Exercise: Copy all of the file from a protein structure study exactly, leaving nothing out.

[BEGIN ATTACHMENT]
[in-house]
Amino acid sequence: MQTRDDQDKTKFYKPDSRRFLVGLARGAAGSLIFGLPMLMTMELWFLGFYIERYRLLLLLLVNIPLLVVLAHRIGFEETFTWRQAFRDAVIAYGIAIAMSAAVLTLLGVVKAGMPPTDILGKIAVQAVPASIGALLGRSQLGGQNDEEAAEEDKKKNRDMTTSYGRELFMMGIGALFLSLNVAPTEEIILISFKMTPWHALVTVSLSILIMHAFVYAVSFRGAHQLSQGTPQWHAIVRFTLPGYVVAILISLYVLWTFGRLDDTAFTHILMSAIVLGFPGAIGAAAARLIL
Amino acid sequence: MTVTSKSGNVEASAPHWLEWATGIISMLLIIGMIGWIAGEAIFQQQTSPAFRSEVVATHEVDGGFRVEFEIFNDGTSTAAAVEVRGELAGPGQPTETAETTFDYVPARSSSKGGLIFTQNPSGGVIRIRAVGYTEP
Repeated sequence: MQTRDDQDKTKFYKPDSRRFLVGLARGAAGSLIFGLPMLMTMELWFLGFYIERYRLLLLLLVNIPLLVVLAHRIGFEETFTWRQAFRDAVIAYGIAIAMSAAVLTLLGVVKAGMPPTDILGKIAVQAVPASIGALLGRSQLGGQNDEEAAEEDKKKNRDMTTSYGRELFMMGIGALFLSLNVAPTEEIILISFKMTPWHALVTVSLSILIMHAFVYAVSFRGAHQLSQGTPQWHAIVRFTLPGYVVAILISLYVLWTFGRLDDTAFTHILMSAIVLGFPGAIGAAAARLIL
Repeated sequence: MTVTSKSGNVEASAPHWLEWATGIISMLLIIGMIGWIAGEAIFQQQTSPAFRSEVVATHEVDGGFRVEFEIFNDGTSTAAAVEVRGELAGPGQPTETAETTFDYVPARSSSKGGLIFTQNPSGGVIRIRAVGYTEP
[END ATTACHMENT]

[in-house]
Amino acid sequence: MQTRDDQDKTKFYKPDSRRFLVGLARGAAGSLIFGLPMLMTMELWFLGFYIERYRLLLLLLVNIPLLVVLAHRIGFEETFTWRQAFRDAVIAYGIAIAMSAAVLTLLGVVKAGMPPTDILGKIAVQAVPASIGALLGRSQLGGQNDEEAAEEDKKKNRDMTTSYGRELFMMGIGALFLSLNVAPTEEIILISFKMTPWHALVTVSLSILIMHAFVYAVSFRGAHQLSQGTPQWHAIVRFTLPGYVVAILISLYVLWTFGRLDDTAFTHILMSAIVLGFPGAIGAAAARLIL
Amino acid sequence: MTVTSKSGNVEASAPHWLEWATGIISMLLIIGMIGWIAGEAIFQQQTSPAFRSEVVATHEVDGGFRVEFEIFNDGTSTAAAVEVRGELAGPGQPTETAETTFDYVPARSSSKGGLIFTQNPSGGVIRIRAVGYTEP
Repeated sequence: MQTRDDQDKTKFYKPDSRRFLVGLARGAAGSLIFGLPMLMTMELWFLGFYIERYRLLLLLLVNIPLLVVLAHRIGFEETFTWRQAFRDAVIAYGIAIAMSAAVLTLLGVVKAGMPPTDILGKIAVQAVPASIGALLGRSQLGGQNDEEAAEEDKKKNRDMTTSYGRELFMMGIGALFLSLNVAPTEEIILISFKMTPWHALVTVSLSILIMHAFVYAVSFRGAHQLSQGTPQWHAIVRFTLPGYVVAILISLYVLWTFGRLDDTAFTHILMSAIVLGFPGAIGAAAARLIL
Repeated sequence: MTVTSKSGNVEASAPHWLEWATGIISMLLIIGMIGWIAGEAIFQQQTSPAFRSEVVATHEVDGGFRVEFEIFNDGTSTAAAVEVRGELAGPGQPTETAETTFDYVPARSSSKGGLIFTQNPSGGVIRIRAVGYTEP